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How I got the shotWildlife

How I Got the Contest-Winning Shot

By January 4, 2023No Comments
A wild western diamondback rattlesnake crotalus atrox strikes a green jay cyanocorax yncas at a small waterhole on a private ranch in south texas - image is completely wild and not set up in any way. © Dave Welling

A wild western diamondback rattlesnake (Crotalus atrox) strikes a green jay (Cyanocorax yncas) at a small waterhole on a private ranch in south Texas. This image is completely wild and not set up in any way. © Dave Welling

By Dave Welling

I was photographing wildlife from a blind at a small waterhole in the Rio Grande Valley of south Texas, when two beautiful green jays flew in and perched. Green jays are only found in the Rio Grande Valley in the U.S. I had never seen this species before so I promptly composed and started firing away as soon as they landed.

Quick reaction

When one flew to the other side of the small waterhole I concentrated on the still perched jay. Suddenly, I heard the other jay calling violently. I looked over to see the bird had been struck right behind the head by a western diamondback rattlesnake. I was stunned by what I saw but managed to swing my camera around, quickly compose and capture several images of this life and death drama.

That day I was not capturing flight shots, so I was using a shutter speed around 1/125 of a second for a little additional depth of field. The slow shutter speed caused the jay’s wings to blur adding action to the scene. The jay’s flailing wings and the stark eyes of the diamondback anchor the scene and emphasize how violent nature can be. The jay tried to get away but the diamondback never let go and, after about five minutes, the jay succumbed to the venom.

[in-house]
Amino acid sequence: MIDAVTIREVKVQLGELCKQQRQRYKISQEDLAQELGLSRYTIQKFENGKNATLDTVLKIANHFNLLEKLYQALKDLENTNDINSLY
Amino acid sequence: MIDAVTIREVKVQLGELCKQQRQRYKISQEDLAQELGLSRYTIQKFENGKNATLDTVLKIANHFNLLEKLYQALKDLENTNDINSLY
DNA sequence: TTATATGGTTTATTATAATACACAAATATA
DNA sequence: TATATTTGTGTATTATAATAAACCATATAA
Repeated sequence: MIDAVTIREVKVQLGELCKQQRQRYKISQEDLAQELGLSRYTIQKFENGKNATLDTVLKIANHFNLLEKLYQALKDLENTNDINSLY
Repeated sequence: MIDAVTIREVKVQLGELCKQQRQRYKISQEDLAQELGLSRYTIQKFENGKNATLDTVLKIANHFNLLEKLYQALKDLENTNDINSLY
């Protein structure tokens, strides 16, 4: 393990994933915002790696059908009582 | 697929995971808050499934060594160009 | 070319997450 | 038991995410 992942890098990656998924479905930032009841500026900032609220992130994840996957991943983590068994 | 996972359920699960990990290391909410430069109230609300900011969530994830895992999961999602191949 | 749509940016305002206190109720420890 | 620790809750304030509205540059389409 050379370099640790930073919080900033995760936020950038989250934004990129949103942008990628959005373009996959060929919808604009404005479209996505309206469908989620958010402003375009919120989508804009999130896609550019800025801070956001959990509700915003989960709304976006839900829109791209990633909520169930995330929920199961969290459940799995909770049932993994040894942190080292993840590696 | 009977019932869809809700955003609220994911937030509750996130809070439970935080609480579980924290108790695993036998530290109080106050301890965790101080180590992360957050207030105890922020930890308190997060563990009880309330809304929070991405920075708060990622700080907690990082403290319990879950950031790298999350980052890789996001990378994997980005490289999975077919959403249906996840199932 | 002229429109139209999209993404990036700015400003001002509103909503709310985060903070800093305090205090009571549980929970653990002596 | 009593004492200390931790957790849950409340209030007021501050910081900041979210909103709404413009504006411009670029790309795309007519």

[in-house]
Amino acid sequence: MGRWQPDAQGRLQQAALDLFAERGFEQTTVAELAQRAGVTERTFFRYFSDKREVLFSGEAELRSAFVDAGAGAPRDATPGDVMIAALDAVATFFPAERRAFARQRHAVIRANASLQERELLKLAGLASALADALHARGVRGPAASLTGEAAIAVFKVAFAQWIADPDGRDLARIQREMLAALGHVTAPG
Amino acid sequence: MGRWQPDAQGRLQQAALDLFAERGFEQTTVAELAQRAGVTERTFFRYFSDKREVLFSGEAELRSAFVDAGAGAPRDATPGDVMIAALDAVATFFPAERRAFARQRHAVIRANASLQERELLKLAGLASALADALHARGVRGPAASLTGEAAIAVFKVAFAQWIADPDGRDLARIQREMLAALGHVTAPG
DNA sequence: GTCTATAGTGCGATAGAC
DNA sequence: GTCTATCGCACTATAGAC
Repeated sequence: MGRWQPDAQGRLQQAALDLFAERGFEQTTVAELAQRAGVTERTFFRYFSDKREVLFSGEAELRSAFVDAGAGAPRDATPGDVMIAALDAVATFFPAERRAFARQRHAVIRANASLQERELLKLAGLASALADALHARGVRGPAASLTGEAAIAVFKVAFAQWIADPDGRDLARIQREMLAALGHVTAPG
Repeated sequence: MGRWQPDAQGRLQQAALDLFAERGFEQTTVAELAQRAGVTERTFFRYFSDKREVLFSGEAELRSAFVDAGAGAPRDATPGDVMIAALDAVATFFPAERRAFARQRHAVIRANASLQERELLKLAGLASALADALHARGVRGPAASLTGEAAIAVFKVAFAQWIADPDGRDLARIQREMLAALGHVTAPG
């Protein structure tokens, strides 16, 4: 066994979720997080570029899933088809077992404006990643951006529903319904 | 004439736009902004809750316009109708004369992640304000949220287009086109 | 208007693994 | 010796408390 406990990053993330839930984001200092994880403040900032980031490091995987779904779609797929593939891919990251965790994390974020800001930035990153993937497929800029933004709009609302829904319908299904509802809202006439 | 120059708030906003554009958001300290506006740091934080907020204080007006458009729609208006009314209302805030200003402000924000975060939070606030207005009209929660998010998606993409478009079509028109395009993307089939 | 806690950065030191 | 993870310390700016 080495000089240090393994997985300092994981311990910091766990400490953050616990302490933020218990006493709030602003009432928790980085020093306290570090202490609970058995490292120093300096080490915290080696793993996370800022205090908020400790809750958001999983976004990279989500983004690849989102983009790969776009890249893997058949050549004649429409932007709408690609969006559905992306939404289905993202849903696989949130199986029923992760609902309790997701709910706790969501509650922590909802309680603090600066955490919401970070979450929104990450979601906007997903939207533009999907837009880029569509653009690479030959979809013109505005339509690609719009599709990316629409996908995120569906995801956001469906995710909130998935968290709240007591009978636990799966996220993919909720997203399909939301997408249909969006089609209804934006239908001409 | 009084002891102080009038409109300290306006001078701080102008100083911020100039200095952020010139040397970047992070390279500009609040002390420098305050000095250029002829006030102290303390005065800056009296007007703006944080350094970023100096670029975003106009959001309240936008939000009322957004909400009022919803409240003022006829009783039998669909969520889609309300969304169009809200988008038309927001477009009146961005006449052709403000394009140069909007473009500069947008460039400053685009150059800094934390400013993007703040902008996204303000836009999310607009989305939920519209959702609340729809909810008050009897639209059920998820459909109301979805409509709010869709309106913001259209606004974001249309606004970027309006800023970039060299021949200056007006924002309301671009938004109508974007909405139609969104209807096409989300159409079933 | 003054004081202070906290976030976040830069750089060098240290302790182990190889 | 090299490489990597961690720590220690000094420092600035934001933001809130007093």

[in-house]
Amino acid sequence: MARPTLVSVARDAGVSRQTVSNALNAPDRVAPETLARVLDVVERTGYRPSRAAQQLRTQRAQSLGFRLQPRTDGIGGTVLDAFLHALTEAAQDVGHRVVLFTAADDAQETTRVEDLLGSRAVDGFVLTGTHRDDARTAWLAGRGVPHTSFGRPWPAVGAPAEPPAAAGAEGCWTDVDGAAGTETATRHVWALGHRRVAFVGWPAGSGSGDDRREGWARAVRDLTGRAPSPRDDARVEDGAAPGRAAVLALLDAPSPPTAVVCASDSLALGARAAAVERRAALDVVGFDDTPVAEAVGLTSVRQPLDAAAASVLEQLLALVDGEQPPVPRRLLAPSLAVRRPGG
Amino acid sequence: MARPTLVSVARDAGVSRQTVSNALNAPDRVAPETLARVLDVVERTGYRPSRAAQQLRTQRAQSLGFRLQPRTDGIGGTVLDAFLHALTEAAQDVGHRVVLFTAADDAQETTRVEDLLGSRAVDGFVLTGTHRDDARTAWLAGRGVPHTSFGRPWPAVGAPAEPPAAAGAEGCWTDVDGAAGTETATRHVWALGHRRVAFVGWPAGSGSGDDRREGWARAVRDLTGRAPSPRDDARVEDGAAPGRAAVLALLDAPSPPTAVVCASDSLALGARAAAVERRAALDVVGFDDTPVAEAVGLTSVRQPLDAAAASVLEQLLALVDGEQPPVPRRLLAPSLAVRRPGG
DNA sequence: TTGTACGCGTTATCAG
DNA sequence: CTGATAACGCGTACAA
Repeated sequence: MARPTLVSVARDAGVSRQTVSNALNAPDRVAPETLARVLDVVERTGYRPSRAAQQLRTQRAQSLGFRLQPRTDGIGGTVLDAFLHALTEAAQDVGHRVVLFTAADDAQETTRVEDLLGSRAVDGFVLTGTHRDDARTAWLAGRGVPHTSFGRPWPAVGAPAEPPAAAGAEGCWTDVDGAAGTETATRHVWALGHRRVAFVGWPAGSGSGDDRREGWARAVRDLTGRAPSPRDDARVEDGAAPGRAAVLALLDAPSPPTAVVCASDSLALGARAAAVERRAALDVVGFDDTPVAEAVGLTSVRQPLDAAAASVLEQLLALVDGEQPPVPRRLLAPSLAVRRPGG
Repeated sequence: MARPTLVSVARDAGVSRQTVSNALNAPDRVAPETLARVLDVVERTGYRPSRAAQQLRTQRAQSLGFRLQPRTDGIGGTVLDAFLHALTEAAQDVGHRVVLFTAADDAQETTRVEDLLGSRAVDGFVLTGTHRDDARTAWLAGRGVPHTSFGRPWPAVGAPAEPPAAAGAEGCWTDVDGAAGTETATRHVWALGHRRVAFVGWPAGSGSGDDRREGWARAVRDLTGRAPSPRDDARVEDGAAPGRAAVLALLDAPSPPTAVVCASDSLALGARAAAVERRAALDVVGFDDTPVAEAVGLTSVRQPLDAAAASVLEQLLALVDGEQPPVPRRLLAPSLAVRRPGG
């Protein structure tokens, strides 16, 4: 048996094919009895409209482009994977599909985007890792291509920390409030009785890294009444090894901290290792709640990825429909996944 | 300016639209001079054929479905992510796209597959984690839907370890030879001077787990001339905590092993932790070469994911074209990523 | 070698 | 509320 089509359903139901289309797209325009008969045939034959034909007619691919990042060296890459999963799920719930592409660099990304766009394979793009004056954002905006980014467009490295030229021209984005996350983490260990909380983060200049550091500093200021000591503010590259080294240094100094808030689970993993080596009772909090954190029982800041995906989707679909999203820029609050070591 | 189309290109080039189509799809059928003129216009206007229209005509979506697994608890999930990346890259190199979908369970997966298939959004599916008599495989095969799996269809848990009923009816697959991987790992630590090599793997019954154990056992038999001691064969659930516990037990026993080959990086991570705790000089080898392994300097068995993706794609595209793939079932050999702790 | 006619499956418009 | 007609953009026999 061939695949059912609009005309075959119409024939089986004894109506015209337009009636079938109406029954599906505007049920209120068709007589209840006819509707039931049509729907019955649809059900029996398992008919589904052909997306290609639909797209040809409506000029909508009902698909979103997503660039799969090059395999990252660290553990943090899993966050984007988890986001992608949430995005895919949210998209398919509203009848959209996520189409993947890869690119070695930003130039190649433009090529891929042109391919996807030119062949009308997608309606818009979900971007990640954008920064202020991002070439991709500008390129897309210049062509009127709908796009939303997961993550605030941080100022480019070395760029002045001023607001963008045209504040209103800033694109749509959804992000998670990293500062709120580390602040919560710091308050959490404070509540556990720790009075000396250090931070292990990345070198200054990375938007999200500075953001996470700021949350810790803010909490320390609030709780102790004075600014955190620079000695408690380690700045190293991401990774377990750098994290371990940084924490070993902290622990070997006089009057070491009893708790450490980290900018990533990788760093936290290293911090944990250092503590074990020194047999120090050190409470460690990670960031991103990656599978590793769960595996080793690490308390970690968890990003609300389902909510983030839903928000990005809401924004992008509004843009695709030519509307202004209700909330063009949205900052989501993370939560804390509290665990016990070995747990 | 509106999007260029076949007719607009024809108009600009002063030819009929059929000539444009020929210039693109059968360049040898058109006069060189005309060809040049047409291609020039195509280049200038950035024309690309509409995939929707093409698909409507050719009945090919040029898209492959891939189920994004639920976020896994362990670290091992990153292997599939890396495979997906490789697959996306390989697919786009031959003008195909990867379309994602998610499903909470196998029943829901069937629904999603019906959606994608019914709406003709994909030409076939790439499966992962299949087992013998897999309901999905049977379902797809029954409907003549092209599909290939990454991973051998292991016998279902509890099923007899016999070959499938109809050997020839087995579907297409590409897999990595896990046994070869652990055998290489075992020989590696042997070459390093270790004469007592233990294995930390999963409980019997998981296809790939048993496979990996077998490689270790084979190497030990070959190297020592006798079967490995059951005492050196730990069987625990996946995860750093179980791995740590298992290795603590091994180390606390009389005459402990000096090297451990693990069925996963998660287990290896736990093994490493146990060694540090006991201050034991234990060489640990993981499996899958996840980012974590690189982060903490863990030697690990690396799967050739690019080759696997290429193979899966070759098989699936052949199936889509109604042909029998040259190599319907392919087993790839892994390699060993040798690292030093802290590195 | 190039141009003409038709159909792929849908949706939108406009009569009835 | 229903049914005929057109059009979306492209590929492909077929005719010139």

Normally pit vipers strike their prey, release, and then follow the prey heat trail until it dies. The snake seemed to know it couldn’t do this with a bird that would fly away (maybe snakes are smarter than we think!). When the jay died, the rattler released its hold and moved around the bird to swallow it headfirst.  It took about 15 minutes from initial strike to the jay’s feet and tail disappearing down the throat of the diamondback and I was able to document the entire process.

Dave Welling won the Grand Prize Nature’s Witness Award in the National Wildlife 2022 Photo Contest with this photo. You can see all of the winners on the National Wildlife Federation website.

Taken shortly after the prize-winning photo, this image shows the final moments as a rattlesnake swallows the bird. © Dave W

Once in a lifetime

I was extremely lucky to photograph this once in a lifetime event. I was also VERY lucky since I had been standing right where the diamondback was curled under a log a few minutes before I returned to the blind and the jays flew in. I never saw the five foot rattler. I guess the rattler thought I was too big to eat and didn’t threaten it so it ignored me (which I greatly appreciated – I was bitten by a diamondback a few years prior and it was not fun spending two days in a hospital getting antivenom!).

I believe this image conveys the stark challenges of living all wildlife faces on a daily basis. When people view this image I hope they will think about how they might help the environment and improve the chances for wildlife’s survival rather than continue to degrade and destroy the land, air and water that all species, including man, need to survive.

Equipment information: Nikon F5s 35mm film camera; Nikkor 500mm f4 AF-S VR lens; Nikon fill flash; Gitzo tripod; Velvia 50 film rated @ 80.

Dave Welling is a full-time professional photographer specializing in wildlife, landscape and nature with over 80,000 6×7, 6×4.5 and 35mm film and digital images. He has been capturing evocative images of the natural world for over 25 years, producing the highest quality images for publication. His images often capture unique behavioral characteristics of wildlife or special lighting or weather conditions of landscapes. His images have previously won prizes in the BBC Wildlife Photographer of the Year, National Wildlife and Nature’s Best photo competitions. Welling is a charter member of NANPA. His searchable library of more than 10,000 images available for licensing is at